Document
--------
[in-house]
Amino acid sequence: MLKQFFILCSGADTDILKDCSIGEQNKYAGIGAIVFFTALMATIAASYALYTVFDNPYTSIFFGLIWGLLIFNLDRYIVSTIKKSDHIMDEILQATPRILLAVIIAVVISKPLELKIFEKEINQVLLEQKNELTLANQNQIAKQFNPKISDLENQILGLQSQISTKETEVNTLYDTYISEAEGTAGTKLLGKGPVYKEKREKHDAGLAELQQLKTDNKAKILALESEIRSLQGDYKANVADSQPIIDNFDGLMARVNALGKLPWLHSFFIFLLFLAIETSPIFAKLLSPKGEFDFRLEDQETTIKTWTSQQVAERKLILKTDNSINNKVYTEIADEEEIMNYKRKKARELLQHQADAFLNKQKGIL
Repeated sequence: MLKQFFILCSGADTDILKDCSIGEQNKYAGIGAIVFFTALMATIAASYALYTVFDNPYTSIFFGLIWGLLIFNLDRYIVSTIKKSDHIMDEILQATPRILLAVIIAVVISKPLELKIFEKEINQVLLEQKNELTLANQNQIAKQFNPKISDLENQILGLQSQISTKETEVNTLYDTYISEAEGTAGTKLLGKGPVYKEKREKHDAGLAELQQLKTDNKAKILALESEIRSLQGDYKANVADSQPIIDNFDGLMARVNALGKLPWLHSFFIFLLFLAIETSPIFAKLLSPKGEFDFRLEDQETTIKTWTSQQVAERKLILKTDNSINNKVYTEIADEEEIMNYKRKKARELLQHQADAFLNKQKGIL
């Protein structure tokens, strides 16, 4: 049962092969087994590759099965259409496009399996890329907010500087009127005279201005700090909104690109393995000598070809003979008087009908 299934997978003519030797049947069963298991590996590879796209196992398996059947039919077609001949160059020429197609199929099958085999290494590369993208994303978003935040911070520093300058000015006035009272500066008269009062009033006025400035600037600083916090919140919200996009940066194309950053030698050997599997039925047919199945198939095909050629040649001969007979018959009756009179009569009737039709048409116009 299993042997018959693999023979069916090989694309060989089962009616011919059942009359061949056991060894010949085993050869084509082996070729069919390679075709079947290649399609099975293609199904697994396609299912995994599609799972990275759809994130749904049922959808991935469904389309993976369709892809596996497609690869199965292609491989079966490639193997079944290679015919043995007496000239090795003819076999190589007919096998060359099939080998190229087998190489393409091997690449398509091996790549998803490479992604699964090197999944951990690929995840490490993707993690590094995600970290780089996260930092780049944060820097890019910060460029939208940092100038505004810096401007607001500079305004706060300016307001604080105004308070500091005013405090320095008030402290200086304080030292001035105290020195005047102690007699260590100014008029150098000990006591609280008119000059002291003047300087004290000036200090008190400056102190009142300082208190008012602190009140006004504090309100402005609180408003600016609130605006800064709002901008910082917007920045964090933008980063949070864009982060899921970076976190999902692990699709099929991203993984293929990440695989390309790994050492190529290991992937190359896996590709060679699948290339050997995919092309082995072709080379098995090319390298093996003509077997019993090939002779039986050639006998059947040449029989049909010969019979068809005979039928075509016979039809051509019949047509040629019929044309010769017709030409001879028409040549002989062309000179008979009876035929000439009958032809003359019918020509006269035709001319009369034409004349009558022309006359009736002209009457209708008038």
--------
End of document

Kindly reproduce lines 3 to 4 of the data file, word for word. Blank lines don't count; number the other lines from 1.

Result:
Repeated sequence: MLKQFFILCSGADTDILKDCSIGEQNKYAGIGAIVFFTALMATIAASYALYTVFDNPYTSIFFGLIWGLLIFNLDRYIVSTIKKSDHIMDEILQATPRILLAVIIAVVISKPLELKIFEKEINQVLLEQKNELTLANQNQIAKQFNPKISDLENQILGLQSQISTKETEVNTLYDTYISEAEGTAGTKLLGKGPVYKEKREKHDAGLAELQQLKTDNKAKILALESEIRSLQGDYKANVADSQPIIDNFDGLMARVNALGKLPWLHSFFIFLLFLAIETSPIFAKLLSPKGEFDFRLEDQETTIKTWTSQQVAERKLILKTDNSINNKVYTEIADEEEIMNYKRKKARELLQHQADAFLNKQKGIL
């Protein structure tokens, strides 16, 4: 049962092969087994590759099965259409496009399996890329907010500087009127005279201005700090909104690109393995000598070809003979008087009908 299934997978003519030797049947069963298991590996590879796209196992398996059947039919077609001949160059020429197609199929099958085999290494590369993208994303978003935040911070520093300058000015006035009272500066008269009062009033006025400035600037600083916090919140919200996009940066194309950053030698050997599997039925047919199945198939095909050629040649001969007979018959009756009179009569009737039709048409116009 299993042997018959693999023979069916090989694309060989089962009616011919059942009359061949056991060894010949085993050869084509082996070729069919390679075709079947290649399609099975293609199904697994396609299912995994599609799972990275759809994130749904049922959808991935469904389309993976369709892809596996497609690869199965292609491989079966490639193997079944290679015919043995007496000239090795003819076999190589007919096998060359099939080998190229087998190489393409091997690449398509091996790549998803490479992604699964090197999944951990690929995840490490993707993690590094995600970290780089996260930092780049944060820097890019910060460029939208940092100038505004810096401007607001500079305004706060300016307001604080105004308070500091005013405090320095008030402290200086304080030292001035105290020195005047102690007699260590100014008029150098000990006591609280008119000059002291003047300087004290000036200090008190400056102190009142300082208190008012602190009140006004504090309100402005609180408003600016609130605006800064709002901008910082917007920045964090933008980063949070864009982060899921970076976190999902692990699709099929991203993984293929990440695989390309790994050492190529290991992937190359896996590709060679699948290339050997995919092309082995072709080379098995090319390298093996003509077997019993090939002779039986050639006998059947040449029989049909010969019979068809005979039928075509016979039809051509019949047509040629019929044309010769017709030409001879028409040549002989062309000179008979009876035929000439009958032809003359019918020509006269035709001319009369034409004349009558022309006359009736002209009457209708008038």